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Gold’s surge to an all-time high is winning over a wider fan base of pension funds, insurance companies and private wealth specialists.
Managers who run long-term portfolios worth trillions of dollars are taking interest in gold as they search for returns in a yield-starved investing landscape. The broader array of buyers is one of the key dynamics behind the rally to $2,000 an ounce, even as gold’s traditional customers in India and China remain on the sidelines.
Gold rose again overnight, even as some long-awaited profit-taking in silver finally appeared. Gold rose to USD1898.00 an ounce in intra-day trading, before fading. It still managed to record an impressive 0.85% gain, closing at USD1887.50 an ounce.
With the US/China noise reaching deafening levels, gold has rediscovered its safe-haven appeal ahead of the weekend. Lower US yields and a weaker US dollar are also supporting prices at these levels. A break of the overnight highs should set gold up for a rapid move to the all-time highs at USD1920.00 an ounce. We would expect some heavy two-way traffic ahead of that level, however, should it break, gold may finish the week scurrying higher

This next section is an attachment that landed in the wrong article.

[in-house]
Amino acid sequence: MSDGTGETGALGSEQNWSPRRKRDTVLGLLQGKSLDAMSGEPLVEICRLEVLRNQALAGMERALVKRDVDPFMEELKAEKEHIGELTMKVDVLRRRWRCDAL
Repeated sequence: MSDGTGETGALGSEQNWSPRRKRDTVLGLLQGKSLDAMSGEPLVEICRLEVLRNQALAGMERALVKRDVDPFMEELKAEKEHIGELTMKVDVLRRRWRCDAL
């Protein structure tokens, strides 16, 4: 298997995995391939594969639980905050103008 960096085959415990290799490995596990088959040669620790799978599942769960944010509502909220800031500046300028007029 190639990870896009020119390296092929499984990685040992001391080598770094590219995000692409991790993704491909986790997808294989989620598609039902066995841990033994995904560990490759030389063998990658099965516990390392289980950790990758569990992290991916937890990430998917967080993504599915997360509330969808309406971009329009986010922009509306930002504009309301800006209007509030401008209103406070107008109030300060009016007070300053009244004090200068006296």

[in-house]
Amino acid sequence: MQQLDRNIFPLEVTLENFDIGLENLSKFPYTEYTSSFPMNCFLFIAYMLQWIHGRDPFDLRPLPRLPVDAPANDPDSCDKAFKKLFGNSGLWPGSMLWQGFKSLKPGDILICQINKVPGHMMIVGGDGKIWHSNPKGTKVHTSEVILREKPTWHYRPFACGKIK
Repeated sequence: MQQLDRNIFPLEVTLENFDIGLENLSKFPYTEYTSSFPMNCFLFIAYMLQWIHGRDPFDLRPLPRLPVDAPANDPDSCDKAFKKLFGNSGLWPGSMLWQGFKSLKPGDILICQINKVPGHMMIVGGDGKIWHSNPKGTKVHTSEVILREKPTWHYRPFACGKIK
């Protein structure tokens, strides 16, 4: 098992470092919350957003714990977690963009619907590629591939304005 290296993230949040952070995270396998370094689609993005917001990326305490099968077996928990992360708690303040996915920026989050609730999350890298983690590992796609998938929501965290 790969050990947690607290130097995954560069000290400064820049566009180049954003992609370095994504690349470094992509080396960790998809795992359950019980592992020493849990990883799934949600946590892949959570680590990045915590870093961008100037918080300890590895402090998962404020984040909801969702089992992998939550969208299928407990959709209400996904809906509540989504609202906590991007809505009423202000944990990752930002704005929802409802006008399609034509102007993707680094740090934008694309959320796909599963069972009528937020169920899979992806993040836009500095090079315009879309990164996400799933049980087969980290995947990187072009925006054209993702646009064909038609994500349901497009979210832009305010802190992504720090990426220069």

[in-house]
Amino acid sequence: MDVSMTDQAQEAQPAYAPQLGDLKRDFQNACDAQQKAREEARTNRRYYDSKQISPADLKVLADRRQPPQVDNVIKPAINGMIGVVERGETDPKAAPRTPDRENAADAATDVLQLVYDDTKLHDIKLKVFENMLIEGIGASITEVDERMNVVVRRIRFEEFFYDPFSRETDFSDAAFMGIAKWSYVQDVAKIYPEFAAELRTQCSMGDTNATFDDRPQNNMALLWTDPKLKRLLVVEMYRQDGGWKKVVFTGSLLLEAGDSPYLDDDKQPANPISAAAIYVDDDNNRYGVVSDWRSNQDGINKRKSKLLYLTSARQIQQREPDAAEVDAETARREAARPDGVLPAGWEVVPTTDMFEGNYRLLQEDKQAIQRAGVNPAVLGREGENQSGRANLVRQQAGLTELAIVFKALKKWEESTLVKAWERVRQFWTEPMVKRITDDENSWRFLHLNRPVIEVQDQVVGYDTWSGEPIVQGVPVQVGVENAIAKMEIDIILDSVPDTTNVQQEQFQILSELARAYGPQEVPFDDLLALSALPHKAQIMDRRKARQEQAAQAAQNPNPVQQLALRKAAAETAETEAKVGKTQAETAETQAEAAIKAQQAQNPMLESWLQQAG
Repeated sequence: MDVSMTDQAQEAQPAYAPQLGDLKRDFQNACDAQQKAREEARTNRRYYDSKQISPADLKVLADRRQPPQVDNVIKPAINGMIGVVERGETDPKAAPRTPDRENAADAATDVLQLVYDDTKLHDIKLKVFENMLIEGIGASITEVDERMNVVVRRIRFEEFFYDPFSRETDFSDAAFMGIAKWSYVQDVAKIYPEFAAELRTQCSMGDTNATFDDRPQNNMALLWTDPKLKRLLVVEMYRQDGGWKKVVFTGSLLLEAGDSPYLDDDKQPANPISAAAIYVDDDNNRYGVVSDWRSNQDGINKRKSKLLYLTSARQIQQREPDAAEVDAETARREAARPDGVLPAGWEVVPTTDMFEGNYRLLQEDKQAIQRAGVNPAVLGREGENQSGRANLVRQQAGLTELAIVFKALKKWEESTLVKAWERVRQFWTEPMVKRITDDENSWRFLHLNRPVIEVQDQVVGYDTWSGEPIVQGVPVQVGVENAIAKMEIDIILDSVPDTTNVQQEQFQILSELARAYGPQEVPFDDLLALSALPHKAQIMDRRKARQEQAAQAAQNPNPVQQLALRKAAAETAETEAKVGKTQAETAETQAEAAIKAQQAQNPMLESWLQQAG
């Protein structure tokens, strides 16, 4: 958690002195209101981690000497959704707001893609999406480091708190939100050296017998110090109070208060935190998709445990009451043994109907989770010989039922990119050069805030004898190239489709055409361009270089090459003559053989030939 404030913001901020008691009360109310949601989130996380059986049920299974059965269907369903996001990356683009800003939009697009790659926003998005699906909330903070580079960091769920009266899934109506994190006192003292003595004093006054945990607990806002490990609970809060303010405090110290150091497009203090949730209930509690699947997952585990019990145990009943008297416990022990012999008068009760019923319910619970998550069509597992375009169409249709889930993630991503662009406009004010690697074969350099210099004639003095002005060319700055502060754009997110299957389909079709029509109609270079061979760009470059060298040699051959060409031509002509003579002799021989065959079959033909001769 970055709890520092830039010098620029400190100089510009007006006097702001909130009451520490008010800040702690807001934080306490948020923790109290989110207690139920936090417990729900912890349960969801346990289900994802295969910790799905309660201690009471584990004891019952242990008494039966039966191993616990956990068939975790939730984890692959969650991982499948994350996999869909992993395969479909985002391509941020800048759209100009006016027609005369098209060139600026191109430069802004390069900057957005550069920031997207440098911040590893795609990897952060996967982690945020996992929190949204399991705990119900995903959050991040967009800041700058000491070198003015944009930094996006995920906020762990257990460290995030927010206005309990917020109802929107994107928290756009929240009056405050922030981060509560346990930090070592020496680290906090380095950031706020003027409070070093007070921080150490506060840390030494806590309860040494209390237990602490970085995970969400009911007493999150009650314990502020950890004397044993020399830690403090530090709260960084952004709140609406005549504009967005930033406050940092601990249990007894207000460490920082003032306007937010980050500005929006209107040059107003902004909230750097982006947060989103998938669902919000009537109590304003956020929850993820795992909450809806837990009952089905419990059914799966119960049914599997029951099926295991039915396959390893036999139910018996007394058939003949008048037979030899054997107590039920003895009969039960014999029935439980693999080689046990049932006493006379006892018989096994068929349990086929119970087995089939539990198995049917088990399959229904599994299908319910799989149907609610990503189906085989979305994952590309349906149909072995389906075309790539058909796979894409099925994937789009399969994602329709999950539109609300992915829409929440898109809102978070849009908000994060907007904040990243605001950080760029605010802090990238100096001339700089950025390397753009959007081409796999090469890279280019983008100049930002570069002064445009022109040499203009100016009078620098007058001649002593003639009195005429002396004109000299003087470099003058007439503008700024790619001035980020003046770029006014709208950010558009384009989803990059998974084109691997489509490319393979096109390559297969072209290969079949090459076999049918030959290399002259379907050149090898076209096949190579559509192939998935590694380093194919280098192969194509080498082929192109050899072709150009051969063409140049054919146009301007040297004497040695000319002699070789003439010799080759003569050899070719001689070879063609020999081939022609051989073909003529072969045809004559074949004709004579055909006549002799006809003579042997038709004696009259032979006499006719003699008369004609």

Oil prices slipped on Friday, shrugging off a weaker U.S. dollar, as tensions between the United States and China rose against a backdrop of rising coronavirus cases.
China ordered the United States to close its consulate in the city of Chengdu on Friday, responding to a U.S. demand this week that China close its Houston consulate, as relations between the world’s two largest economies deteriorate.
Debate over a further round of economic stimulus measures is currently underway in the U.S. Congress, with some earlier measures expiring at the end of July. Across the pond, European Union ministers finally reached agreement on a EUR750 billion ($857.979 billion) stimulus plan earlier in the day at the EU Summit.
Brent crude (LCOc1) was down 36 cents, or 0.8%, at $42.78 a barrel by 0653 GMT, after dropping slightly last week. U.S. oil was off by 34 cents, or 0.8%, at $40.25 a barrel, after gaining 4 cents last week.
Oil prices eased on Thursday after OPEC and allies such as Russia agreed to taper record supply curbs from August, though the drop was cushioned by hopes for a swift U.S. demand pick-up after a big drawdown from the country’s crude stocks.
Brent crude (LCOc1) fell 33 cents, or 0.8%, to $43.46 a barrel by 0646 GMT, and U.S. West Texas Intermediate (WTI) crude (CLc1) dropped 42 cents, or 1.0%, to $40.78 a barrel. Prices rose 2% the previous day, helped by the U.S. crude inventories drop.